The vineyards were originally planted by Stanko’s grandfather Franz Mikulus with the local favorite, the Ribolla Gialla grape. In 1948, Stanko’s parents, who had inherited the property from his mother’s father, planted Merlot, (Tocai) Friulano and Pinot Grigio. Today his wife Suzana and their children Saša and Ivana maintain their family’s land.
We asked Stanko how he came to make the wines we had tasted earlier that week.-- these golden wines, rich with complex fruit aromas, notable for their length in palate and ability to age. Stanko simply said, “It’s how my grandfather made wine in the 30’s”, and shrugged.
That made sense to us. Radikon explains on their website:
“The winery’s philosophy is to always make a natural, organic wine with the least human intervention possible and with the maximum respect for the soils and nature.
In the vineyard, the vines are planted extremely tight (between 6. 500 to 10,000 plants per hectare). We do not use any chemicals or synthetics and the treatments using absolutely innocuous, non-harmful products are minimized. Through careful pruning and selection at the time of harvest, the hand harvested yields are kept well below 2.25 tons per acre.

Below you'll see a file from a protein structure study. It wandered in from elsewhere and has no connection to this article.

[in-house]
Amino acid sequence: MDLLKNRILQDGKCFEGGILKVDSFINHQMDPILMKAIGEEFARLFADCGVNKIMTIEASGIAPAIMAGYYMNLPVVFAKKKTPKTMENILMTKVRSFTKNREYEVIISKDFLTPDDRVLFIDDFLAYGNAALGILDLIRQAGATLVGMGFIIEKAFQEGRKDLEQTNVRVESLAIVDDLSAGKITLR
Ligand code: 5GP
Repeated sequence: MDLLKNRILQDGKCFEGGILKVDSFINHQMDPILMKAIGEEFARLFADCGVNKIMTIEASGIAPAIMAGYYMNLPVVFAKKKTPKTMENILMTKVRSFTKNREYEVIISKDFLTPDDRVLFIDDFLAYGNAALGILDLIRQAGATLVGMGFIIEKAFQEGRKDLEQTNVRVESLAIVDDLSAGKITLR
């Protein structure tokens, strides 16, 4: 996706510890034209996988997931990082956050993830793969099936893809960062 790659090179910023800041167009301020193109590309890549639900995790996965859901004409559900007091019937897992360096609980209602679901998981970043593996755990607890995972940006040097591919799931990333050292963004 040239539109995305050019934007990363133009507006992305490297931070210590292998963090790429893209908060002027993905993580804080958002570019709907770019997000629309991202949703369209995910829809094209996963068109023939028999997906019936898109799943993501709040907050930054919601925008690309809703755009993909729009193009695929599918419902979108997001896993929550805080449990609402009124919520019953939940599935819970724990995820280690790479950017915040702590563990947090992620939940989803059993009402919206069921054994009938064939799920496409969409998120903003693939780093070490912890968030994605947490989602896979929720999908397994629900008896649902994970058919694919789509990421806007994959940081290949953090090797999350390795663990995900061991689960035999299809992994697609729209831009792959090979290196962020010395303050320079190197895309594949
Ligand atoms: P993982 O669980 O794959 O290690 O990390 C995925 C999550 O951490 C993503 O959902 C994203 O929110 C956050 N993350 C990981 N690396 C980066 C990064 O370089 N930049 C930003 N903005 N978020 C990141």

In the cellar, the grapes are de-stemmed and then macerated on the skins for 30 days more, with experimentation of 6/7 months for the whites, and 35 days for the reds. The pressing is done softly using a pneumatic press. All phases of the vinifications are in Slavonian oak barrels, first in wood vats and then in large barrels in which the wines are aged for about three years before bottling. The vinifications are done using only the natural yeasts present on the grapes. There is no sulfur added at vinification or bottling.”
Radikon, while extreme, has never thought much of the use of anfora, or buried terra cotta jars, for vinification. His idea of wine is an ideal taste of recent memory, not a renaissance of ancient winemaking arts. But not one to avoid controversy, Radikon, along with Kante, have initiated a new discourse on the ideal vessel for wine with the 2002 vintage releases.